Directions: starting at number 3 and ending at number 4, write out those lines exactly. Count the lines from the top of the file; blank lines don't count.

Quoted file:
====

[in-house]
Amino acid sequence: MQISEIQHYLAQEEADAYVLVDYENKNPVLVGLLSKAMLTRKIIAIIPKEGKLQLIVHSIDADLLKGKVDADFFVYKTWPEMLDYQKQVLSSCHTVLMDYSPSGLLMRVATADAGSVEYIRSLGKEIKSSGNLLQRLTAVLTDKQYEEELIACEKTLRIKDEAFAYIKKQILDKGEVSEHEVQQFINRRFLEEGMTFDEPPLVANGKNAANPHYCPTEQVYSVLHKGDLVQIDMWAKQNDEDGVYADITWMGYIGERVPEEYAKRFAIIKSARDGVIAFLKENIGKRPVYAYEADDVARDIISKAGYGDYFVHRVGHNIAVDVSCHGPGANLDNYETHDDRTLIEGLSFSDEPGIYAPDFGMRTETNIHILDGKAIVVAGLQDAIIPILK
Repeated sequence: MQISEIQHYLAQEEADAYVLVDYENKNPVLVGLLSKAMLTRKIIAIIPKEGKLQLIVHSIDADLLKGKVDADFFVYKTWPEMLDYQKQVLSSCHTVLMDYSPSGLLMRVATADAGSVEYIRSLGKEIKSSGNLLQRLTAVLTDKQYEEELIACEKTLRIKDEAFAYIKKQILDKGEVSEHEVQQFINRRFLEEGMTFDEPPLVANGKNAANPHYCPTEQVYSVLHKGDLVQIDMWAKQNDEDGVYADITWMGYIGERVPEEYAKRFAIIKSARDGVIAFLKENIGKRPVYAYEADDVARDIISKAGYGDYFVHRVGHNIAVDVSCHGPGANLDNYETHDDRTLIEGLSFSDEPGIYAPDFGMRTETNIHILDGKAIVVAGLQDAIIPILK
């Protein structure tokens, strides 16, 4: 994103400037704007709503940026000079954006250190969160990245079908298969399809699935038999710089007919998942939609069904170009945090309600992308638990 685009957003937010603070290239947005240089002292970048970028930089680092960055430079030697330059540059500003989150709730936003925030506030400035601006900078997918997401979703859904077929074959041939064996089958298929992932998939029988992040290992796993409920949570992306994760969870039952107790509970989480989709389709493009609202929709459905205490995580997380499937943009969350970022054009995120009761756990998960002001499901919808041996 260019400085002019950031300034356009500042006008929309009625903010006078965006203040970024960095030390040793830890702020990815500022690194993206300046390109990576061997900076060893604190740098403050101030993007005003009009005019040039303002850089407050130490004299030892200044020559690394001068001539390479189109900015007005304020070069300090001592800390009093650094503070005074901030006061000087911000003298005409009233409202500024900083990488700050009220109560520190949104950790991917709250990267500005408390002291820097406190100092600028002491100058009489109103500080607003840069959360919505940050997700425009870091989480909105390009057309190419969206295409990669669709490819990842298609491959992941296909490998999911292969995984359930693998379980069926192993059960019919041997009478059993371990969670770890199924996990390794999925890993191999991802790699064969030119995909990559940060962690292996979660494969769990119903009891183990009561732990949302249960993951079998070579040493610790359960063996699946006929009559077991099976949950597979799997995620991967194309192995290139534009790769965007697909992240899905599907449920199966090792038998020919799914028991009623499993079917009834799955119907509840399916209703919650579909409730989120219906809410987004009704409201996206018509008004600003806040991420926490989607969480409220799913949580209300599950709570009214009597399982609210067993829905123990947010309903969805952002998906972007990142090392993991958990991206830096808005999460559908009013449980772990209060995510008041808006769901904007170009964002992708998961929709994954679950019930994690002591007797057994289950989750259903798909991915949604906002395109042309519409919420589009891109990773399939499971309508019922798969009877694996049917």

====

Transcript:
Repeated sequence: MQISEIQHYLAQEEADAYVLVDYENKNPVLVGLLSKAMLTRKIIAIIPKEGKLQLIVHSIDADLLKGKVDADFFVYKTWPEMLDYQKQVLSSCHTVLMDYSPSGLLMRVATADAGSVEYIRSLGKEIKSSGNLLQRLTAVLTDKQYEEELIACEKTLRIKDEAFAYIKKQILDKGEVSEHEVQQFINRRFLEEGMTFDEPPLVANGKNAANPHYCPTEQVYSVLHKGDLVQIDMWAKQNDEDGVYADITWMGYIGERVPEEYAKRFAIIKSARDGVIAFLKENIGKRPVYAYEADDVARDIISKAGYGDYFVHRVGHNIAVDVSCHGPGANLDNYETHDDRTLIEGLSFSDEPGIYAPDFGMRTETNIHILDGKAIVVAGLQDAIIPILK
């Protein structure tokens, strides 16, 4: 994103400037704007709503940026000079954006250190969160990245079908298969399809699935038999710089007919998942939609069904170009945090309600992308638990 685009957003937010603070290239947005240089002292970048970028930089680092960055430079030697330059540059500003989150709730936003925030506030400035601006900078997918997401979703859904077929074959041939064996089958298929992932998939029988992040290992796993409920949570992306994760969870039952107790509970989480989709389709493009609202929709459905205490995580997380499937943009969350970022054009995120009761756990998960002001499901919808041996 260019400085002019950031300034356009500042006008929309009625903010006078965006203040970024960095030390040793830890702020990815500022690194993206300046390109990576061997900076060893604190740098403050101030993007005003009009005019040039303002850089407050130490004299030892200044020559690394001068001539390479189109900015007005304020070069300090001592800390009093650094503070005074901030006061000087911000003298005409009233409202500024900083990488700050009220109560520190949104950790991917709250990267500005408390002291820097406190100092600028002491100058009489109103500080607003840069959360919505940050997700425009870091989480909105390009057309190419969206295409990669669709490819990842298609491959992941296909490998999911292969995984359930693998379980069926192993059960019919041997009478059993371990969670770890199924996990390794999925890993191999991802790699064969030119995909990559940060962690292996979660494969769990119903009891183990009561732990949302249960993951079998070579040493610790359960063996699946006929009559077991099976949950597979799997995620991967194309192995290139534009790769965007697909992240899905599907449920199966090792038998020919799914028991009623499993079917009834799955119907509840399916209703919650579909409730989120219906809410987004009704409201996206018509008004600003806040991420926490989607969480409220799913949580209300599950709570009214009597399982609210067993829905123990947010309903969805952002998906972007990142090392993991958990991206830096808005999460559908009013449980772990209060995510008041808006769901904007170009964002992708998961929709994954679950019930994690002591007797057994289950989750259903798909991915949604906002395109042309519409919420589009891109990773399939499971309508019922798969009877694996049917």